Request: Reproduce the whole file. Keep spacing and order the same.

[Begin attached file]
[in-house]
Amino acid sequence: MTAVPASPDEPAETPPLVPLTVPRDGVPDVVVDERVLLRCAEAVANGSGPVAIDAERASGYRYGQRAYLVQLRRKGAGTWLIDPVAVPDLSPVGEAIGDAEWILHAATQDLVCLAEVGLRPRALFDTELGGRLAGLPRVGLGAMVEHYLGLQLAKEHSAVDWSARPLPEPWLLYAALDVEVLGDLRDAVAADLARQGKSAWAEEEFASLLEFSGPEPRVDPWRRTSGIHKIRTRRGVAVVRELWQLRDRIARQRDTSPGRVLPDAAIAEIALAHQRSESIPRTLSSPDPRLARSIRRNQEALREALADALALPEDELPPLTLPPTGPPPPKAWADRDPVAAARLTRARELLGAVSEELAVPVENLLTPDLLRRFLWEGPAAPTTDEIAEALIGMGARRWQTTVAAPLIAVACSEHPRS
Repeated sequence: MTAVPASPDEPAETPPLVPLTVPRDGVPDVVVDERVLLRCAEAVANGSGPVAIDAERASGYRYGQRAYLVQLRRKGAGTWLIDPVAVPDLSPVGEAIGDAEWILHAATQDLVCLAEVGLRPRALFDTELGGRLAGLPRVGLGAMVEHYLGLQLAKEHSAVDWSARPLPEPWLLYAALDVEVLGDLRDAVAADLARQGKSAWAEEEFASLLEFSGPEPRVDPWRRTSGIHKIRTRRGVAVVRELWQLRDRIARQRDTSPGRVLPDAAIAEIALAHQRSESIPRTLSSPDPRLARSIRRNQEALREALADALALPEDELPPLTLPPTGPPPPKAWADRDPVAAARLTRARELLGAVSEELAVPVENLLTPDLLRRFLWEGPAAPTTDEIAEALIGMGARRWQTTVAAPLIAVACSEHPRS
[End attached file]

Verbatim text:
[in-house]
Amino acid sequence: MTAVPASPDEPAETPPLVPLTVPRDGVPDVVVDERVLLRCAEAVANGSGPVAIDAERASGYRYGQRAYLVQLRRKGAGTWLIDPVAVPDLSPVGEAIGDAEWILHAATQDLVCLAEVGLRPRALFDTELGGRLAGLPRVGLGAMVEHYLGLQLAKEHSAVDWSARPLPEPWLLYAALDVEVLGDLRDAVAADLARQGKSAWAEEEFASLLEFSGPEPRVDPWRRTSGIHKIRTRRGVAVVRELWQLRDRIARQRDTSPGRVLPDAAIAEIALAHQRSESIPRTLSSPDPRLARSIRRNQEALREALADALALPEDELPPLTLPPTGPPPPKAWADRDPVAAARLTRARELLGAVSEELAVPVENLLTPDLLRRFLWEGPAAPTTDEIAEALIGMGARRWQTTVAAPLIAVACSEHPRS
Repeated sequence: MTAVPASPDEPAETPPLVPLTVPRDGVPDVVVDERVLLRCAEAVANGSGPVAIDAERASGYRYGQRAYLVQLRRKGAGTWLIDPVAVPDLSPVGEAIGDAEWILHAATQDLVCLAEVGLRPRALFDTELGGRLAGLPRVGLGAMVEHYLGLQLAKEHSAVDWSARPLPEPWLLYAALDVEVLGDLRDAVAADLARQGKSAWAEEEFASLLEFSGPEPRVDPWRRTSGIHKIRTRRGVAVVRELWQLRDRIARQRDTSPGRVLPDAAIAEIALAHQRSESIPRTLSSPDPRLARSIRRNQEALREALADALALPEDELPPLTLPPTGPPPPKAWADRDPVAAARLTRARELLGAVSEELAVPVENLLTPDLLRRFLWEGPAAPTTDEIAEALIGMGARRWQTTVAAPLIAVACSEHPRS